Six questions about the study on the share of SUP items in collected litter

The producers of SUP packaging must pay single-use plastic (SUP) fees for waste management and cleaning operations in public spaces. Juho Mäkelä, Research Engineer and expert in circular economy and waste management at Ramboll, and Tommi Kaartinen, Team Leader at FCG Finnish Consulting Group, explain how the fee is determined by studying the composition of litter.

By Genero

Illustration Genero

Why was the study on the composition of litter carried out?

The composition study examines the share of certain single-use plastic items in litter found in areas for which municipalities are responsible, such as streets, parks and beaches.

What types of packaging are considered single-use plastic products that belong to the scope of the SUPD?

SUP packaging is certain single-use plastic containing ready-to-eat food packaging, certain beverage packaging and cups for beverages with their caps and lids as well as plastic bags offered to consumers at the point of sales.

Why is it important to determine these figures?

Companies with producer responsibility have to cover the costs of waste management operations and removal of certain single-use plastic items from municipal public areas. The liability of producers to pay for packaging and tobacco products that contain single-use plastic has been in force since the beginning of 2023.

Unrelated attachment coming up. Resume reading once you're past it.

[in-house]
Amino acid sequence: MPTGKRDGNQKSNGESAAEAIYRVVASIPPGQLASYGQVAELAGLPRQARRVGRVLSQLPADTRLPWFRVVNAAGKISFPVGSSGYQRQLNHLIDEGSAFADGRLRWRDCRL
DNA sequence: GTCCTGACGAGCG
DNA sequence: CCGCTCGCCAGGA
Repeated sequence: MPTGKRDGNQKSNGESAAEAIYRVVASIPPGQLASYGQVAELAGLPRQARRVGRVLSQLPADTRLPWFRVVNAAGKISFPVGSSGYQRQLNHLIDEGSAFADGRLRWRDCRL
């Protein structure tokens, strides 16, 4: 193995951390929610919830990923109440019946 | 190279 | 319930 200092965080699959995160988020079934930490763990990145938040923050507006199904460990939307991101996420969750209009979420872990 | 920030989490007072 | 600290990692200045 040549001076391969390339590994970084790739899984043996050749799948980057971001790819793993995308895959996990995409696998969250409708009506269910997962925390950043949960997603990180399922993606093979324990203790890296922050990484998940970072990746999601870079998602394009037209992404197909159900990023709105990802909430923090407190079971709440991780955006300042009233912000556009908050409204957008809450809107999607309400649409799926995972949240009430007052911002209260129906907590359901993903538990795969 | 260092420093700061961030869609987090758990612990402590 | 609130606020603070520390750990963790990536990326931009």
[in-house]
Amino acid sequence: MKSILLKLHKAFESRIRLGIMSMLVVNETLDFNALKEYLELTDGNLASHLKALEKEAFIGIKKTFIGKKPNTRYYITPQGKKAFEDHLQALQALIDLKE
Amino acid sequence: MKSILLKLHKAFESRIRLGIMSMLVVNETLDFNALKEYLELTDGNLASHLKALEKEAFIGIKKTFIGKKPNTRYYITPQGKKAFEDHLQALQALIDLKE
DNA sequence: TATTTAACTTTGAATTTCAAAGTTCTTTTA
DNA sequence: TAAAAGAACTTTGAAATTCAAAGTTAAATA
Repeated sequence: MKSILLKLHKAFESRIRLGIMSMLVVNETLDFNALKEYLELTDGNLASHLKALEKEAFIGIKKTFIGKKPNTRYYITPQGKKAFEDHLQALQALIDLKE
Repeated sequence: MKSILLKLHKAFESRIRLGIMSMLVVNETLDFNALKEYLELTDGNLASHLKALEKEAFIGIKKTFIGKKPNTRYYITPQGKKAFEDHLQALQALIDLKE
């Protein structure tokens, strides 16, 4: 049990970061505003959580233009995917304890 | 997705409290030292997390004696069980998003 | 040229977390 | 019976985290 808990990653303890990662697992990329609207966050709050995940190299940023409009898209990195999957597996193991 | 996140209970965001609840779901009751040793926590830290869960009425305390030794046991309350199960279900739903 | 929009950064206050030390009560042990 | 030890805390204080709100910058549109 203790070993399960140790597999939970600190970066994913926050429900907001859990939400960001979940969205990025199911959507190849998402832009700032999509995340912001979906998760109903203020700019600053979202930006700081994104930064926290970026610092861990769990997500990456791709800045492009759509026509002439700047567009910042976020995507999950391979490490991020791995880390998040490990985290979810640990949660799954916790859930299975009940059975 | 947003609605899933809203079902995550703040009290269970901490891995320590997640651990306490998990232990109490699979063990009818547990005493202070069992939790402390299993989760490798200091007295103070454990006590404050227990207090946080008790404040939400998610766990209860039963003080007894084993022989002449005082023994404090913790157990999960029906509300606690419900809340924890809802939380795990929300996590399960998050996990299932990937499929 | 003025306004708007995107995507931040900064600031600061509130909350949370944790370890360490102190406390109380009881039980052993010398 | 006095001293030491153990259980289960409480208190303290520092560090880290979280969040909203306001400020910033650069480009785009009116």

The single-use plastic regulations took effect as a result of the revised Waste Act enacted by Parliament in autumn 2022, which is based on the SUP Directive. The study of litter composition was carried out to ensure the costs for SUP producers are allocated as accurately as possible.

The study was funded by the Association of Finnish Local and Regional Authorities, the towns and cities in the KEHTO forum and producers of single-use plastic products. The KEHTO forum includes the 21 largest towns and cities in Finland with the exception of Porvoo and Rauma.

How was the study carried out?

Samples of litter were collected from bins and the ground on four separate occasions in four cities, Helsinki, Turku, Lahti and Vaasa, in spring, summer and autumn of 2022. A total of 16 collections were made and 32 samples taken.

The composition of the samples was determined by manually separating the litter into predetermined categories. The composition of litter was determined on the basis of the volume collected from bins and the number of different pieces of litter collected from the ground.

What were the results of the study?

Waste subject to SUP producer responsibility accounted for approximately 46% of the volume of the litter in bins and approximately 34% of the litter collected from the ground.
Single-use beverage cups with a plastic coating (just under 9%) were the most common SUP item found in the bins, followed by soft plastic food packets and wrappers, single-use cardboard beverage containers containing plastic and hard plastic food packets (5–6% each).

The most common types of SUP waste collected from the ground were tobacco products (around 11%) and soft plastic food packets and wrappers (around 10%). The next most common types comprised just over 2% of the total waste collected.

What are the effects of the study?

The results of the study have been included in the Government Decree that determines how cleaning costs in public areas are to be allocated to companies with producer responsibility. The fees for the next three years will be collected on the basis of this study. New studies on the composition of litter are to be carried out every three years.

Read more: SUP Directive: Frequently asked questions


Article updated 17.2. Clarified the definition of SUP-products and added link to QA.